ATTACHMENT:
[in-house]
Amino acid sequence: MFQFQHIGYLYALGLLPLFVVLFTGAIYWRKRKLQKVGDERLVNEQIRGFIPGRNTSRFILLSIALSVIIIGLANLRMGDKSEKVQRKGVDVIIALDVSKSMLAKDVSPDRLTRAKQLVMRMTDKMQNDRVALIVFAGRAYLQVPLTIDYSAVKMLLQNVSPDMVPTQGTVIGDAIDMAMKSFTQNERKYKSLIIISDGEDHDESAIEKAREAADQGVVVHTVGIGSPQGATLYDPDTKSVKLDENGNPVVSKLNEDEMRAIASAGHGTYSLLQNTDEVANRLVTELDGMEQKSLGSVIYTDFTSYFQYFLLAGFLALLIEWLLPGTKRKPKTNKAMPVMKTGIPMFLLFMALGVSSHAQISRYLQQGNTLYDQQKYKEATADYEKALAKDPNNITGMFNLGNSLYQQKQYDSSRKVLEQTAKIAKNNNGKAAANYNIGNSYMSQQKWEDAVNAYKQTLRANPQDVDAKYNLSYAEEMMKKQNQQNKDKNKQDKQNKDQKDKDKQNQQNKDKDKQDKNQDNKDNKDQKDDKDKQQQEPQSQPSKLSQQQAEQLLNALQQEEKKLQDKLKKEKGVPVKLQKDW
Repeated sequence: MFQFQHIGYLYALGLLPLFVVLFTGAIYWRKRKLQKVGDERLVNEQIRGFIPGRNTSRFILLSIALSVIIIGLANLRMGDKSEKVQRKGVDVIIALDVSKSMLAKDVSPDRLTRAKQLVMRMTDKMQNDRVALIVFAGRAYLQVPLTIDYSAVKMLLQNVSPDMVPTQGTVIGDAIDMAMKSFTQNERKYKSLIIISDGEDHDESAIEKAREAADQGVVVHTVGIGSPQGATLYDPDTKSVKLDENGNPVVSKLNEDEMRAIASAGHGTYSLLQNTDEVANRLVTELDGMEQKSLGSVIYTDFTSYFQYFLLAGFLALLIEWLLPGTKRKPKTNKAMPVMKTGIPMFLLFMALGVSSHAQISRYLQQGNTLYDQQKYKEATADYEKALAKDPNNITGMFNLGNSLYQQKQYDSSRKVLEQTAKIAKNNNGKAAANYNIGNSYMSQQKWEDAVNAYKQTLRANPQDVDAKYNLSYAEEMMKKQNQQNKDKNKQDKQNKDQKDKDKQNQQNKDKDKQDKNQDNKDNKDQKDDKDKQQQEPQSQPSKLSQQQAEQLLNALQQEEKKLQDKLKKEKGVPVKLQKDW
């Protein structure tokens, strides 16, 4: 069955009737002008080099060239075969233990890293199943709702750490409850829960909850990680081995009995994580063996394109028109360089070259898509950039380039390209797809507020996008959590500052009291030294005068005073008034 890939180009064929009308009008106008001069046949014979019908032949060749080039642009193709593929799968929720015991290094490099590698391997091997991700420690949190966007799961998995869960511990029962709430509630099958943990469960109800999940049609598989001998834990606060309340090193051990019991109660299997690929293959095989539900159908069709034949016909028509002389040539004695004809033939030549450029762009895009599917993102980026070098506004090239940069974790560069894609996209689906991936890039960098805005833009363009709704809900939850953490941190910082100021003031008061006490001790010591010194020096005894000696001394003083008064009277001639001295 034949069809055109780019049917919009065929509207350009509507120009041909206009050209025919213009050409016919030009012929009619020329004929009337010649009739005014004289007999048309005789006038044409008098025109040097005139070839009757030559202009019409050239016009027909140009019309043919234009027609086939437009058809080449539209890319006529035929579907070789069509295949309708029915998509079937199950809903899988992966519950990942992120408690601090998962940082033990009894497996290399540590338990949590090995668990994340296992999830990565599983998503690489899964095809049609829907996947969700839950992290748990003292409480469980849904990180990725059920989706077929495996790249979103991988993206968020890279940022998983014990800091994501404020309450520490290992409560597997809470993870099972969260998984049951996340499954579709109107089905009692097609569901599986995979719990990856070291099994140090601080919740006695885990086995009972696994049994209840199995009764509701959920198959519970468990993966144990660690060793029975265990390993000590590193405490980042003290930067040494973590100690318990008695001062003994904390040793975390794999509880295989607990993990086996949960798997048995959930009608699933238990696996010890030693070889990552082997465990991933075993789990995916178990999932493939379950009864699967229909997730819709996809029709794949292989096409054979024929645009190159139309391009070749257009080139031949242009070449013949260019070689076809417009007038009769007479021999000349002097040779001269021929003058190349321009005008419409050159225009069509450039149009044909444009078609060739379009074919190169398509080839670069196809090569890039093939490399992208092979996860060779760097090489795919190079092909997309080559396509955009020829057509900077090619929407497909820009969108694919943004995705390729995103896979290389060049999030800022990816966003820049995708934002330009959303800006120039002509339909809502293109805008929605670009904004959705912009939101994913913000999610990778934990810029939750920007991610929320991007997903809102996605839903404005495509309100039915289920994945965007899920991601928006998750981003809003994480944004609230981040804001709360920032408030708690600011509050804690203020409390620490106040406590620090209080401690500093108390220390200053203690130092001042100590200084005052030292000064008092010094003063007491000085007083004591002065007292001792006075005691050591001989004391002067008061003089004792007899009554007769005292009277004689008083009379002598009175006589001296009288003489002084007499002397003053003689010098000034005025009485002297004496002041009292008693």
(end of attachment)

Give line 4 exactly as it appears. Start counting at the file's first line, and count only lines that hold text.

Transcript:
């Protein structure tokens, strides 16, 4: 069955009737002008080099060239075969233990890293199943709702750490409850829960909850990680081995009995994580063996394109028109360089070259898509950039380039390209797809507020996008959590500052009291030294005068005073008034 890939180009064929009308009008106008001069046949014979019908032949060749080039642009193709593929799968929720015991290094490099590698391997091997991700420690949190966007799961998995869960511990029962709430509630099958943990469960109800999940049609598989001998834990606060309340090193051990019991109660299997690929293959095989539900159908069709034949016909028509002389040539004695004809033939030549450029762009895009599917993102980026070098506004090239940069974790560069894609996209689906991936890039960098805005833009363009709704809900939850953490941190910082100021003031008061006490001790010591010194020096005894000696001394003083008064009277001639001295 034949069809055109780019049917919009065929509207350009509507120009041909206009050209025919213009050409016919030009012929009619020329004929009337010649009739005014004289007999048309005789006038044409008098025109040097005139070839009757030559202009019409050239016009027909140009019309043919234009027609086939437009058809080449539209890319006529035929579907070789069509295949309708029915998509079937199950809903899988992966519950990942992120408690601090998962940082033990009894497996290399540590338990949590090995668990994340296992999830990565599983998503690489899964095809049609829907996947969700839950992290748990003292409480469980849904990180990725059920989706077929495996790249979103991988993206968020890279940022998983014990800091994501404020309450520490290992409560597997809470993870099972969260998984049951996340499954579709109107089905009692097609569901599986995979719990990856070291099994140090601080919740006695885990086995009972696994049994209840199995009764509701959920198959519970468990993966144990660690060793029975265990390993000590590193405490980042003290930067040494973590100690318990008695001062003994904390040793975390794999509880295989607990993990086996949960798997048995959930009608699933238990696996010890030693070889990552082997465990991933075993789990995916178990999932493939379950009864699967229909997730819709996809029709794949292989096409054979024929645009190159139309391009070749257009080139031949242009070449013949260019070689076809417009007038009769007479021999000349002097040779001269021929003058190349321009005008419409050159225009069509450039149009044909444009078609060739379009074919190169398509080839670069196809090569890039093939490399992208092979996860060779760097090489795919190079092909997309080559396509955009020829057509900077090619929407497909820009969108694919943004995705390729995103896979290389060049999030800022990816966003820049995708934002330009959303800006120039002509339909809502293109805008929605670009904004959705912009939101994913913000999610990778934990810029939750920007991610929320991007997903809102996605839903404005495509309100039915289920994945965007899920991601928006998750981003809003994480944004609230981040804001709360920032408030708690600011509050804690203020409390620490106040406590620090209080401690500093108390220390200053203690130092001042100590200084005052030292000064008092010094003063007491000085007083004591002065007292001792006075005691050591001989004391002067008061003089004792007899009554007769005292009277004689008083009379002598009175006589001296009288003489002084007499002397003053003689010098000034005025009485002297004496002041009292008693």